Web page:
2 Kings 2:1-12; Psalm 50:1-6
2 Corinthians 4:3-6; Mark 9:2-9
“This is my son, the Beloved. Listen to him!”
What does it mean to listen – truly listen? To listen to God? To another person? To listen to what is going on in the world around us?
To listen means more than mere hearing, the mere physical sensation of sound waves hitting the ear drum. The old English roots of “to listen” are “to pay attention.” When we truly listen we lean in toward the person who commands our attention.
These past weeks we have been listening to stories of Jesus healing people. If we really paid attention to those stories, we would see that they are not about the mere physical healing, but about restoration – the person is brought back into community, into wholeness, in her family, into his society.
It is easy to be dazzled by God – to see so much glory or majesty or distance or power that we, perhaps, miss the point. In this story where Jesus and his disciples climb the mountain, something astounding happens – so astounding that the disciples do not know what to make of it. Jesus is transfigured – changed – morphed – yet all that dazzling glory gets in the way. The disciples are afraid – who wouldn’t be? Rather than leaning in, paying attention to what is going on on that blazing mountain, they step back. They want to contain the experience, by building shelters, erecting tents, hiding away this thing so glorious that they can barely stand it. They are so missing the point that God has to shout out from the cloud, Hey you! Stop running around! THIS is my Son, the one I love. Listen to him!
Jesus stands there with Moses the lawgiver and Elijah the prophet. Both Moses and Elijah acted for God when things were bad for the people – Moses was the liberator who brought the people out of Egypt, the one who put up with their grumbling in the wilderness, the one who told them how God wanted them to live. Elijah, the man of God, lived when the people were ruled by corrupt kings and were tempted to worship other gods. Both Moses and Elijah are massive figures in Jewish memory and imagination. Jesus is standing on that mountaintop with the A Team, definitely.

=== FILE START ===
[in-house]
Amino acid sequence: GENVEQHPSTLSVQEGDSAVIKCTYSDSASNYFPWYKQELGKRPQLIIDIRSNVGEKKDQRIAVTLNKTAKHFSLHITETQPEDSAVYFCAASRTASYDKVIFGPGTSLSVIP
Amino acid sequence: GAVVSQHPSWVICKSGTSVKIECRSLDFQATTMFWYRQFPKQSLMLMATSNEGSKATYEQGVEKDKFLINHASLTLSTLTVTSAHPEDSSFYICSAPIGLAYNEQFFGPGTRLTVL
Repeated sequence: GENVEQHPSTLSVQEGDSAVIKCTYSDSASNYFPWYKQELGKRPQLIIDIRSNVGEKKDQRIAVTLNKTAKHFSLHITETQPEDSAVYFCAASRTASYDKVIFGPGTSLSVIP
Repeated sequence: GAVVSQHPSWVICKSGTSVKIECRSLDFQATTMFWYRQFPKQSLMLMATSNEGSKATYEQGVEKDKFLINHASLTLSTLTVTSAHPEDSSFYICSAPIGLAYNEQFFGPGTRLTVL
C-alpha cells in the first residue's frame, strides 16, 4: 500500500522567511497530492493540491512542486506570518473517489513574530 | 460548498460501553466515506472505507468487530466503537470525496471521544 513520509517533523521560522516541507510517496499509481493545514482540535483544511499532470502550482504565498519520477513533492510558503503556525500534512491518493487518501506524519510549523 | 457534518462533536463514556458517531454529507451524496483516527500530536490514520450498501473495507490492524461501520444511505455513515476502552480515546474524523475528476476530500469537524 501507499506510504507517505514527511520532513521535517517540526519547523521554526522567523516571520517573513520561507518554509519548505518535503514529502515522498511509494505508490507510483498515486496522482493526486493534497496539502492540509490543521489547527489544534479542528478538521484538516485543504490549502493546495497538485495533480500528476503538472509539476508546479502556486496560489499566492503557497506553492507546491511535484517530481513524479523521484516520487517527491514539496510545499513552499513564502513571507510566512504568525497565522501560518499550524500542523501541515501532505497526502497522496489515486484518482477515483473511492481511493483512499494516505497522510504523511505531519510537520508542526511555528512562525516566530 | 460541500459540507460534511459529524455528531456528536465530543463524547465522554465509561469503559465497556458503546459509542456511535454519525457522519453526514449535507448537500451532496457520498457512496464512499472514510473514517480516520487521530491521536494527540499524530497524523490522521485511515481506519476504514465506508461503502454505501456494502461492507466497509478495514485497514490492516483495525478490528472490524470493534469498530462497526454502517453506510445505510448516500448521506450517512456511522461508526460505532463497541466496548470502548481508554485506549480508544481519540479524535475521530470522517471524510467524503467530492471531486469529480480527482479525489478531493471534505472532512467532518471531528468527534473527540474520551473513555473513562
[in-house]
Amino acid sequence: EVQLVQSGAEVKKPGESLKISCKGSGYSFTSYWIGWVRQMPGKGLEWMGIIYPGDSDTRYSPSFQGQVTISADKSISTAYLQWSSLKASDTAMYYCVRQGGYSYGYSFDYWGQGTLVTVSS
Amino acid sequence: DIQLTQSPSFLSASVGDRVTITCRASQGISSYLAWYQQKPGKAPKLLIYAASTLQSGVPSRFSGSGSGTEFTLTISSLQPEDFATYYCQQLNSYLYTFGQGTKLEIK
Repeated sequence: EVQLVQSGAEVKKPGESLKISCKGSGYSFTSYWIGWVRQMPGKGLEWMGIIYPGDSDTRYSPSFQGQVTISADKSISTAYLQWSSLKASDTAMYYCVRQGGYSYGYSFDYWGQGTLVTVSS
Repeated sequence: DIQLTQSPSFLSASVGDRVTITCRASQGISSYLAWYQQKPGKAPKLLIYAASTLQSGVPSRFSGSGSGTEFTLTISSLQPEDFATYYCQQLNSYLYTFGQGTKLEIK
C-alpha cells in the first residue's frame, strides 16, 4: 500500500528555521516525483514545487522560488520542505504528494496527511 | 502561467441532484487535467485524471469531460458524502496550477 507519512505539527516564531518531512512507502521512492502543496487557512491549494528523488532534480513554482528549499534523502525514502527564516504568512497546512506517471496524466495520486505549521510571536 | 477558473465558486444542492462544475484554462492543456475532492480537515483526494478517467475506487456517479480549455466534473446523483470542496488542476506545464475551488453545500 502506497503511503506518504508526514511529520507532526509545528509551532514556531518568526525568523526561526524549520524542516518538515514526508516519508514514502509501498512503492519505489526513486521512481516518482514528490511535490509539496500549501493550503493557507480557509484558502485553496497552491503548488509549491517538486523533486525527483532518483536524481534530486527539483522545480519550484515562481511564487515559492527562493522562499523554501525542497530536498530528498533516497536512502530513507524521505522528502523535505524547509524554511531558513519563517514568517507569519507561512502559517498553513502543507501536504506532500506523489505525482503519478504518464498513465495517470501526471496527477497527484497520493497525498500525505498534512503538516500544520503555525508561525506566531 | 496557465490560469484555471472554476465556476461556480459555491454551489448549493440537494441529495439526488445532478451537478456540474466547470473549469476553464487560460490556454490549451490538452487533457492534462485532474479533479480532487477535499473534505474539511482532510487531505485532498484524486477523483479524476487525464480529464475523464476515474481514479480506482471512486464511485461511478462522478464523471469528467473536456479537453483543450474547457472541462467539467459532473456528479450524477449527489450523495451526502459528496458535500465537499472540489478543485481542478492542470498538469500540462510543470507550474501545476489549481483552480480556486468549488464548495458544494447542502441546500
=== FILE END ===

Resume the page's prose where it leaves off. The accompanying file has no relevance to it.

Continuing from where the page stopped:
But think on this: neither Moses nor Elijah got to the finish line. Moses died, having seen the Promised Land to which he was leading the people, but not able to cross over. Our story today, about Elijah leaving earth in the chariot of fire, is a story also of not being finished. There is more work to do, and Elisha, Elijah’s successor, feels unready to take up the task. What does is say that Jesus stands there with these two mighty ones?
This story is smack dab in the middle of the Gospel of Mark. From this point onward, Jesus is heading toward Jerusalem. Soon after these verses, Jesus tells the disciples the hard news of what they will face: the confrontations with the powers, the heavy burden of the cross, the inevitable suffering and death.
The disciples no more want to listen to this hard news than they can comprehend the dazzling glory of the mountain. Listening to Jesus now involves much more than they counted on when they became his disciples.
We are about to enter Lent; the church has always put this lesson of Jesus on the mountaintop, of God shouting out, “Listen to him,” on this Sunday before the beginning of Lent.
Lent is the time, then, when we are to be listening to God. When we are supposed to be paying attention to what God is doing in the world. In that sense, then, Lent is the season of solidarity. It is the season when we pay attention to what is going on – when we notice who is sick and in need of healing. When we notice what is out of whack in the world, what needs to be restored. When we listen to the cries and whispers, the hopes and dreams, of God’s people, the people God has put in our care.
Lent is the time we listen to Jesus. We try out that heavy cross a little bit. We pay attention to that dazzling glory. And we wait, in the days of lengthening daylight, for the great time of trial that lies ahead. Listen.